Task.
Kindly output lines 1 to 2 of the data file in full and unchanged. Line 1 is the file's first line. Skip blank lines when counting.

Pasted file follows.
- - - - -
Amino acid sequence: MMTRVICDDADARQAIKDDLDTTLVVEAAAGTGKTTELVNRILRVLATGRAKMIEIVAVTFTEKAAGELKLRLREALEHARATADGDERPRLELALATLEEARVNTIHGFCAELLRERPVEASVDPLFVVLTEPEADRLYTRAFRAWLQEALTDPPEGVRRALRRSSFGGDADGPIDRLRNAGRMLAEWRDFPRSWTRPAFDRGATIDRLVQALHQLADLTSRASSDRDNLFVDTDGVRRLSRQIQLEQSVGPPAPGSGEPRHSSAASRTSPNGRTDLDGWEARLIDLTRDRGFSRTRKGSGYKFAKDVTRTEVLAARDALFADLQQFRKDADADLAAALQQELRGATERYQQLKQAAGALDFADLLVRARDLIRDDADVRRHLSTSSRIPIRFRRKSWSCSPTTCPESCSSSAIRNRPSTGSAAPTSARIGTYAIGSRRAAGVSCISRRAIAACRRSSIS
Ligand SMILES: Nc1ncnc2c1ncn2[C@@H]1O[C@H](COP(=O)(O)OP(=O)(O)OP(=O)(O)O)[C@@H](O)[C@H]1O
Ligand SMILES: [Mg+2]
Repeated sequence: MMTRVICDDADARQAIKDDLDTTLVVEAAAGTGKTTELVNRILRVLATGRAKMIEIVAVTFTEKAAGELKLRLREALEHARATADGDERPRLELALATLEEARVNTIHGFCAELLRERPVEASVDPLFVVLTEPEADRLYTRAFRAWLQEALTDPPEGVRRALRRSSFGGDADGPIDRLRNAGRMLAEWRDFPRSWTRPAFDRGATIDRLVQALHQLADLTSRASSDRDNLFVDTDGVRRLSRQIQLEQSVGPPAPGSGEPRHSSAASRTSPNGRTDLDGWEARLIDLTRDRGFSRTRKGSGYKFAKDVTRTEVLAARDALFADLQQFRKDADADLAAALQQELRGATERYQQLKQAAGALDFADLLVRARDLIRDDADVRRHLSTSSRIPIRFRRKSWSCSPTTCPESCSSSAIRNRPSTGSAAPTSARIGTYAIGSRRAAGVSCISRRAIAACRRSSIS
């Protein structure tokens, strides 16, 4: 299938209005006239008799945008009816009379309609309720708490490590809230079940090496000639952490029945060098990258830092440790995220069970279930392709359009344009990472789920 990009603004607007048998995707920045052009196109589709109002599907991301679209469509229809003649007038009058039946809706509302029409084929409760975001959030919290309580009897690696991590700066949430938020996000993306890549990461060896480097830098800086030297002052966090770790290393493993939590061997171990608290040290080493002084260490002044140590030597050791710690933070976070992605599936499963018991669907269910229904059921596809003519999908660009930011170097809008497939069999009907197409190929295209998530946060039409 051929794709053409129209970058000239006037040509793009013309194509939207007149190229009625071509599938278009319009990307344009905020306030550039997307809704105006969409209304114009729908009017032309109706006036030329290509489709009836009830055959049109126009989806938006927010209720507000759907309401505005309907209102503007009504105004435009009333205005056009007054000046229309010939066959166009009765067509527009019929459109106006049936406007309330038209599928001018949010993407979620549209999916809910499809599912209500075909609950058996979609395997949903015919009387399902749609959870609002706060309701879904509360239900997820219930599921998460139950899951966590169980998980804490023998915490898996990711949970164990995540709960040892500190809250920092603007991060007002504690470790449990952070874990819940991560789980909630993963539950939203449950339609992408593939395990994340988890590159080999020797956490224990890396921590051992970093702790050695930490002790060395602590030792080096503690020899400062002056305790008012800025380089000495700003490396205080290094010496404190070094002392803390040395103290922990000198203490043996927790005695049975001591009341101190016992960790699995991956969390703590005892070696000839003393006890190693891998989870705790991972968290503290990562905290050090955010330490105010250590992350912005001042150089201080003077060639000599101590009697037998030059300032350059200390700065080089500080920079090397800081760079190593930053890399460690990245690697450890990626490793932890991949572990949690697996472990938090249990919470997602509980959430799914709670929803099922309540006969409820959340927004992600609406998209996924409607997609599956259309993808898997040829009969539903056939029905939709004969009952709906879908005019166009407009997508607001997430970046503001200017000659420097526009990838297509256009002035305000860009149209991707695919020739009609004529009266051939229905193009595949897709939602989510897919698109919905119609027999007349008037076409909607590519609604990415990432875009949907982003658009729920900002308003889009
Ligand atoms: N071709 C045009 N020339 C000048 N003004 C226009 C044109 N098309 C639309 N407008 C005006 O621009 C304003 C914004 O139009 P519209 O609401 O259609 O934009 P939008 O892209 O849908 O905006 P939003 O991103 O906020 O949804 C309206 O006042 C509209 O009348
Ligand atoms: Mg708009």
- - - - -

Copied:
Amino acid sequence: MMTRVICDDADARQAIKDDLDTTLVVEAAAGTGKTTELVNRILRVLATGRAKMIEIVAVTFTEKAAGELKLRLREALEHARATADGDERPRLELALATLEEARVNTIHGFCAELLRERPVEASVDPLFVVLTEPEADRLYTRAFRAWLQEALTDPPEGVRRALRRSSFGGDADGPIDRLRNAGRMLAEWRDFPRSWTRPAFDRGATIDRLVQALHQLADLTSRASSDRDNLFVDTDGVRRLSRQIQLEQSVGPPAPGSGEPRHSSAASRTSPNGRTDLDGWEARLIDLTRDRGFSRTRKGSGYKFAKDVTRTEVLAARDALFADLQQFRKDADADLAAALQQELRGATERYQQLKQAAGALDFADLLVRARDLIRDDADVRRHLSTSSRIPIRFRRKSWSCSPTTCPESCSSSAIRNRPSTGSAAPTSARIGTYAIGSRRAAGVSCISRRAIAACRRSSIS
Ligand SMILES: Nc1ncnc2c1ncn2[C@@H]1O[C@H](COP(=O)(O)OP(=O)(O)OP(=O)(O)O)[C@@H](O)[C@H]1O